Orlando Travel Tale
by Lorry Patton
Ever since Mr. Disney introduced Mickey Mouse in the classic 1928 cartoon Steamboat Willie, we have loved the
happy little mouse with the big ears. Is it any wonder then, that we find Disney World such an adorable place? It's the
gateway to Mickey's world, full of magic and wonder step through and reality disappears. The streets are clean, the
buildings are brightly painted, questions are answered with a smile, transportation is available around ever corner, and
Mickey and his friends are there to make us giggle and laugh.
Located in Lake Buena Vista in central Florida, the Disney World Resort is bigger than many towns. The complex
covers forty-seven square miles, employs more than 40,000 people, and is separated into theme sites. In the familiar
Magic Kingdom, we visit the West, the past, and the future, and shop and mingle with Disney characters. At Epcot
Center we learn about the world around us and interact with the displays. At MGM Studios, we question what is real
and what is make-believe the special effects are that realistic.
Lesser-known sites are Discovery Island, a tropical reserve where macaws, tortoises, monkeys and Florida's precious
pelicans and flamingos abide, and Pleasure Island, a six-acre entertainment complex with restaurants and nightclubs
offering good food, dancing, live jazz, rock bands, and comedy acts.
Blizzard Beach, Typhoon Lagoon, and River Country are sites with enough puddles, ponds, and water slides to satisfy
a duck. Six golf courses eliminate any excuses a golf devotee might contemplate when planning a family vacation
here, and fourteen resort hotels constructed in styles from different eras and destinations offer up to 22,464 beds.
The Disney Institute, a recent addition, is a place we can pursue real life hobbies, such as rock climbing, right on site.
Yes, it takes preparation and more than the two days we had to see it all.
Our gateway to Mickey's world was at Fort Wilderness, a deluxe campground with 784 campsites and 408 modular
homes for rent. Interestingly enough, these homes were once for people who couldn't get a reservation in the hotels.
Now guests who want woodsy surrounding specifically request them.
In seconds we were driving on roads that twisted through 700-acres of cypress and pine, past cosy sites that come
complete with charcoal grills and picnic tables.
Most people don't know Fort Wilderness exists, let alone its extensive host of amenities: swimming, fishing, tennis,
trails, bikes, marine rentals, horseback riding Huck Finn never had it this good. Kids and grownups were having a
grand old time plunging into the "Ol Swimmin Hole" at nearby River Country.
At Pioneer Hall, Crockett's Tavern was filling with hungry patrons. Some families opted to have dinner at the
campfire in the middle of the campground where Chip and Dale were leading a sing-along. Others were buying grub
at the Trading Post to take back to their units. The Hoop-Dee-Doo Musical Review was just as busy. In fact, there is
so much going on at Fort Wilderness, some folks never travel beyond its borders. However, knowing the rest of
Mickey's world was just a tram ride away was too tempting for me. Especially after watching the electrifying flotilla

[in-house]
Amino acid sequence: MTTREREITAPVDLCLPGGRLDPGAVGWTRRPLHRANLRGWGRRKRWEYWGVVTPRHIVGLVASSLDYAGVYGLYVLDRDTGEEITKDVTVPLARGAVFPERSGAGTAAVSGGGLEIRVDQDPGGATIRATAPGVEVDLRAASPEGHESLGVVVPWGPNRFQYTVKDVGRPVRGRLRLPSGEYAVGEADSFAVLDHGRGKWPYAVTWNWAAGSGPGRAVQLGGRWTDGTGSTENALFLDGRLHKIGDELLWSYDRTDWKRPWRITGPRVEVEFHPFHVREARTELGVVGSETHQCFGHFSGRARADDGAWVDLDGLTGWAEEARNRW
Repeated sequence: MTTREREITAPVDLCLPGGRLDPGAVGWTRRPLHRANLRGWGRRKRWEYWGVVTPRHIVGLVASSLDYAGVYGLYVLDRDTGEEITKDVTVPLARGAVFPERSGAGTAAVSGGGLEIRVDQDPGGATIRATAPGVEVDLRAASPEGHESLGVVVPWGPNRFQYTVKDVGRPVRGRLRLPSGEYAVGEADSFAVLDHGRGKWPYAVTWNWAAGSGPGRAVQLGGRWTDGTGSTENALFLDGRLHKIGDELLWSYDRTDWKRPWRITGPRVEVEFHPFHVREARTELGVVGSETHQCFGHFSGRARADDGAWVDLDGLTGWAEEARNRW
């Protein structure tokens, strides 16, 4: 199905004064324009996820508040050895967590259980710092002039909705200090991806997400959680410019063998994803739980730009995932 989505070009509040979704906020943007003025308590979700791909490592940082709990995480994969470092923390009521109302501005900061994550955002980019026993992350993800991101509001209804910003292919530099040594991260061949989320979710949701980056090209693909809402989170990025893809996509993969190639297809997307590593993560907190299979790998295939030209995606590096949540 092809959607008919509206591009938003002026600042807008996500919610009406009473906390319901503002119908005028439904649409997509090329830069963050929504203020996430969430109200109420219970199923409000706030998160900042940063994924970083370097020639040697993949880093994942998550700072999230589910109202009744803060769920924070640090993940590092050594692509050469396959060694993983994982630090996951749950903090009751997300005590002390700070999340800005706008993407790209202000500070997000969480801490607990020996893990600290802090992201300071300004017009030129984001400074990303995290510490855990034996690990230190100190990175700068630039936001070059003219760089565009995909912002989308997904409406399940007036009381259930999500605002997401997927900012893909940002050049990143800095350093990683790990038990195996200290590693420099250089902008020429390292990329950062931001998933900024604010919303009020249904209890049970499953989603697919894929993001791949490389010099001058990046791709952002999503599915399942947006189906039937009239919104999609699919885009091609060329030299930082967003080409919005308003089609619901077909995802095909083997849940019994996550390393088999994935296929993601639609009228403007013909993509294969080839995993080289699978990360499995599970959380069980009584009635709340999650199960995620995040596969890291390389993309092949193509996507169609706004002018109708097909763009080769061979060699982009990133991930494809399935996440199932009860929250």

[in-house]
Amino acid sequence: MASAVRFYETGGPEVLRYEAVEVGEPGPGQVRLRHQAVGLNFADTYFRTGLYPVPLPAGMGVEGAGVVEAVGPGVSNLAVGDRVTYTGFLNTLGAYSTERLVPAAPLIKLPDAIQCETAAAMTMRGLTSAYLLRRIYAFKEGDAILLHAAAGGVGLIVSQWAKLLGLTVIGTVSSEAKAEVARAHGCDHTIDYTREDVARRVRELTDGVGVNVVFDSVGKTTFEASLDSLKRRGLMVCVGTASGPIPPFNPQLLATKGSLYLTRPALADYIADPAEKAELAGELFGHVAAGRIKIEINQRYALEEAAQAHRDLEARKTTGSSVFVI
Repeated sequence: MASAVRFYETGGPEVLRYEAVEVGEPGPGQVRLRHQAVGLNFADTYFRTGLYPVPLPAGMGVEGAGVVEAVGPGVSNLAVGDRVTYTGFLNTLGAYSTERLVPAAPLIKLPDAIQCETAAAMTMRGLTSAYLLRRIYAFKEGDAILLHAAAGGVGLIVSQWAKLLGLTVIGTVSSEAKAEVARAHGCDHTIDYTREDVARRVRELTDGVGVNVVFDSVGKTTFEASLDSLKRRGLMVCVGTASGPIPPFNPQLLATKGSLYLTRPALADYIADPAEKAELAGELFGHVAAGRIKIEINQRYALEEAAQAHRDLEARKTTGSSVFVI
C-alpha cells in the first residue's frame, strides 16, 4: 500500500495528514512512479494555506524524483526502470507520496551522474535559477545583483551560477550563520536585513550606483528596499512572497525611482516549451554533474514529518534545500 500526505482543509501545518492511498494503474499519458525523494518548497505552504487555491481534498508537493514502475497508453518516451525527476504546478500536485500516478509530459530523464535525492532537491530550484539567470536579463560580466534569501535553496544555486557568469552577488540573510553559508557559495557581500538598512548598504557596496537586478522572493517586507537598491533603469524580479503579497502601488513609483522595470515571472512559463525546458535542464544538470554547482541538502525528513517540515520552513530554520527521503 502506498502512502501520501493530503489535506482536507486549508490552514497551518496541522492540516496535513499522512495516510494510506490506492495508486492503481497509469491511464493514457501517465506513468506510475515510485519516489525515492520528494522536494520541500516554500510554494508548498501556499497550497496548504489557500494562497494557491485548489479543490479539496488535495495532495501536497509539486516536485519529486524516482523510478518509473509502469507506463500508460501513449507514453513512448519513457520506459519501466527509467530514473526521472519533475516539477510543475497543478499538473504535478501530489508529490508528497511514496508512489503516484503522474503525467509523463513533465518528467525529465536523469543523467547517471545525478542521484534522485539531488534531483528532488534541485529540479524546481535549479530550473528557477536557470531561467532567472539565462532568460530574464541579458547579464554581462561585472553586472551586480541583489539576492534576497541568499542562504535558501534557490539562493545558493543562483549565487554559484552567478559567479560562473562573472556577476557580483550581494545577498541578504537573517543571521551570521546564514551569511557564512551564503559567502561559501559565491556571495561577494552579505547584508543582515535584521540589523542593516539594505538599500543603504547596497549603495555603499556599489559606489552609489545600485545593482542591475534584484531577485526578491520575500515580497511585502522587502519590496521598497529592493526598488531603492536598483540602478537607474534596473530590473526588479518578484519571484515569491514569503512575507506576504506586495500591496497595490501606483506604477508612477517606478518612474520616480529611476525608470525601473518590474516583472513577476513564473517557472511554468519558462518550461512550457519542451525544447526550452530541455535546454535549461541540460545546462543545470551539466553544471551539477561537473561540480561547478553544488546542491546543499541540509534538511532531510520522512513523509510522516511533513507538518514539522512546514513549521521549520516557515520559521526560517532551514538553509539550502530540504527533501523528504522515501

of sea monsters on the Seven Seas Lagoon. The scenes reminded me of the nightly fireworks and laser show at Epcot
Center that I surely did not want to miss.
Like most of Walt Disney's invention, the rides and pavilions in Epcot Center involve action, animation, and journeys
through time and space. Spaceship Earth took us to every corner of the world, while Journey into Imagination showed
us how the tiniest idea can trigger a giant innovation. The Wonders of Life shrunk us to the size of a blood cell and the
Living Seas carried us beneath the ocean.
Now, I've traveled a bit in my lifetime and you might think I would find the World Showcase Pavilions artificial, but I
did not. Each pavilion brought back memories of my visits and it was comforting to see the pavilions share the best of
the nations they represent. China, Mexico, Germany, Italy, Japan, Morocco, Canada, the United Kingdom, France
Norway, and America are staffed with nationals, and they depict their cultural differences in song and dance. It's my
favorite of Disney Worlds' attractions, next to Mickey and the fireworks.
The festivities don't end when the sun goes down. Every night the sky explodes with a bang, and showers of golden
embers pour into the lagoons. The Magic Kingdom has a night fireworks display and the IllumiNations show at Epcot
Center is sensational. I can still see the outlines of the World Showcase buildings framed in fiery lights and shooting
rockets. It is as brilliant a show as any Fourth of July performance and an unforgettable finale to a visit.
Mickey lives in a new exhibit called Toontown Fair, however because we love him so much and there are so many of
us, supervising and scheduling his appearances are necessary. They post the spots and times clearly throughout the
park so we can have a private moment with our favorite mouse. On occasion, we can find him at home or visiting
Minnie at Toon Town Fair. When he's away Goofy is there to take us on an exciting roller coaster ride.
Disney World is the biggest and the best of Walt Disney's creations. New events take place regularly and a constant
stream of innovative projects are always underway. The most recent is Disney's Animal Kingdom. It is five times the
size of the original kingdom Walt Disney envisioned for Florida in 1965. And to think it all began with Mr. Disney
and a mouse.
| Travel Tales in Related Destinations|
|Pinellas Sun Coast|